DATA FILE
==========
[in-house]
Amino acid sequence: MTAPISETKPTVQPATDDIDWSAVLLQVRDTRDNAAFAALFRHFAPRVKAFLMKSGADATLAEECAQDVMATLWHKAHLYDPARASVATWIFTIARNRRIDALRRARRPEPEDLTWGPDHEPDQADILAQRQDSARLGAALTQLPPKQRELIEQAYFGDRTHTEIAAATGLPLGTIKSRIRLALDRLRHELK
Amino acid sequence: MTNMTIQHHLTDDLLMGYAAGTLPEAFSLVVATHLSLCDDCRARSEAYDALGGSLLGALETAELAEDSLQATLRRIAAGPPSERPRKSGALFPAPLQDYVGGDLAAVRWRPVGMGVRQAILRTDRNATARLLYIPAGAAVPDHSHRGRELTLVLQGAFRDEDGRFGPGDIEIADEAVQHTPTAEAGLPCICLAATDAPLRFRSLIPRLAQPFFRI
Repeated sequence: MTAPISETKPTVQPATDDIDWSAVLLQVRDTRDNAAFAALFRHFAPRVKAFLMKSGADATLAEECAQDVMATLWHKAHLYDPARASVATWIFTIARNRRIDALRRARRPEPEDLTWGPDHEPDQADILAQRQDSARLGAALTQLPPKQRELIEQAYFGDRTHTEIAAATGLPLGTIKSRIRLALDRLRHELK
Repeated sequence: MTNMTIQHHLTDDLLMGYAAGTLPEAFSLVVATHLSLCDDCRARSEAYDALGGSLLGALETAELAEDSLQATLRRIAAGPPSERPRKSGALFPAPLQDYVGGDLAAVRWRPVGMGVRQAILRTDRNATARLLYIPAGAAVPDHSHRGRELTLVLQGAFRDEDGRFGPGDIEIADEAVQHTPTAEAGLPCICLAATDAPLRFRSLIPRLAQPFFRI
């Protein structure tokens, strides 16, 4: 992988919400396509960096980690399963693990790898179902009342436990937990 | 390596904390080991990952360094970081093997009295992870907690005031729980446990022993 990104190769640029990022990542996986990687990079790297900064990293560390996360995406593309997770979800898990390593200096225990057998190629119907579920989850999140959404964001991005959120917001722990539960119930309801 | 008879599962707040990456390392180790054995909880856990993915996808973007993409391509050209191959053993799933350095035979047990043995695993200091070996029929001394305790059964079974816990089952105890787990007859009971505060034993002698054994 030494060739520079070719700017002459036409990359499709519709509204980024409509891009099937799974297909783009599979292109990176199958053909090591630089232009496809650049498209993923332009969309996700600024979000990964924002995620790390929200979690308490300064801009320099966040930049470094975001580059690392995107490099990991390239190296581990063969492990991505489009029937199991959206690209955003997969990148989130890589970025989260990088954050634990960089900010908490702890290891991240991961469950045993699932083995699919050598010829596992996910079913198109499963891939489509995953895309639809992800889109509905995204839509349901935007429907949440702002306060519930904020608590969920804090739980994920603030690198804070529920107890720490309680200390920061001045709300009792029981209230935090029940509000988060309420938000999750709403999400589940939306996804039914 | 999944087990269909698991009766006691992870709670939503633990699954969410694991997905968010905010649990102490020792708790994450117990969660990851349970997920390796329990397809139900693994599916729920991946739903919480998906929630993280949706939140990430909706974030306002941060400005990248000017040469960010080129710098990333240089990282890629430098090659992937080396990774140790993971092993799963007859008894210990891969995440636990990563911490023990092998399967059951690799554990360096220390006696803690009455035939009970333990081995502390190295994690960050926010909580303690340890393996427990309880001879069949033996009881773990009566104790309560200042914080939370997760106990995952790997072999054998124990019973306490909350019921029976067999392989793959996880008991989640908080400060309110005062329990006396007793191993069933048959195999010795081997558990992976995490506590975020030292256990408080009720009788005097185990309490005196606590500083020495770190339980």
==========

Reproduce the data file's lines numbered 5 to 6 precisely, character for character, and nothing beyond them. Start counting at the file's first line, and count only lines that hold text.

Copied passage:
Repeated sequence: MTNMTIQHHLTDDLLMGYAAGTLPEAFSLVVATHLSLCDDCRARSEAYDALGGSLLGALETAELAEDSLQATLRRIAAGPPSERPRKSGALFPAPLQDYVGGDLAAVRWRPVGMGVRQAILRTDRNATARLLYIPAGAAVPDHSHRGRELTLVLQGAFRDEDGRFGPGDIEIADEAVQHTPTAEAGLPCICLAATDAPLRFRSLIPRLAQPFFRI
């Protein structure tokens, strides 16, 4: 992988919400396509960096980690399963693990790898179902009342436990937990 | 390596904390080991990952360094970081093997009295992870907690005031729980446990022993 990104190769640029990022990542996986990687990079790297900064990293560390996360995406593309997770979800898990390593200096225990057998190629119907579920989850999140959404964001991005959120917001722990539960119930309801 | 008879599962707040990456390392180790054995909880856990993915996808973007993409391509050209191959053993799933350095035979047990043995695993200091070996029929001394305790059964079974816990089952105890787990007859009971505060034993002698054994 030494060739520079070719700017002459036409990359499709519709509204980024409509891009099937799974297909783009599979292109990176199958053909090591630089232009496809650049498209993923332009969309996700600024979000990964924002995620790390929200979690308490300064801009320099966040930049470094975001580059690392995107490099990991390239190296581990063969492990991505489009029937199991959206690209955003997969990148989130890589970025989260990088954050634990960089900010908490702890290891991240991961469950045993699932083995699919050598010829596992996910079913198109499963891939489509995953895309639809992800889109509905995204839509349901935007429907949440702002306060519930904020608590969920804090739980994920603030690198804070529920107890720490309680200390920061001045709300009792029981209230935090029940509000988060309420938000999750709403999400589940939306996804039914 | 999944087990269909698991009766006691992870709670939503633990699954969410694991997905968010905010649990102490020792708790994450117990969660990851349970997920390796329990397809139900693994599916729920991946739903919480998906929630993280949706939140990430909706974030306002941060400005990248000017040469960010080129710098990333240089990282890629430098090659992937080396990774140790993971092993799963007859008894210990891969995440636990990563911490023990092998399967059951690799554990360096220390006696803690009455035939009970333990081995502390190295994690960050926010909580303690340890393996427990309880001879069949033996009881773990009566104790309560200042914080939370997760106990995952790997072999054998124990019973306490909350019921029976067999392989793959996880008991989640908080400060309110005062329990006396007793191993069933048959195999010795081997558990992976995490506590975020030292256990408080009720009788005097185990309490005196606590500083020495770190339980």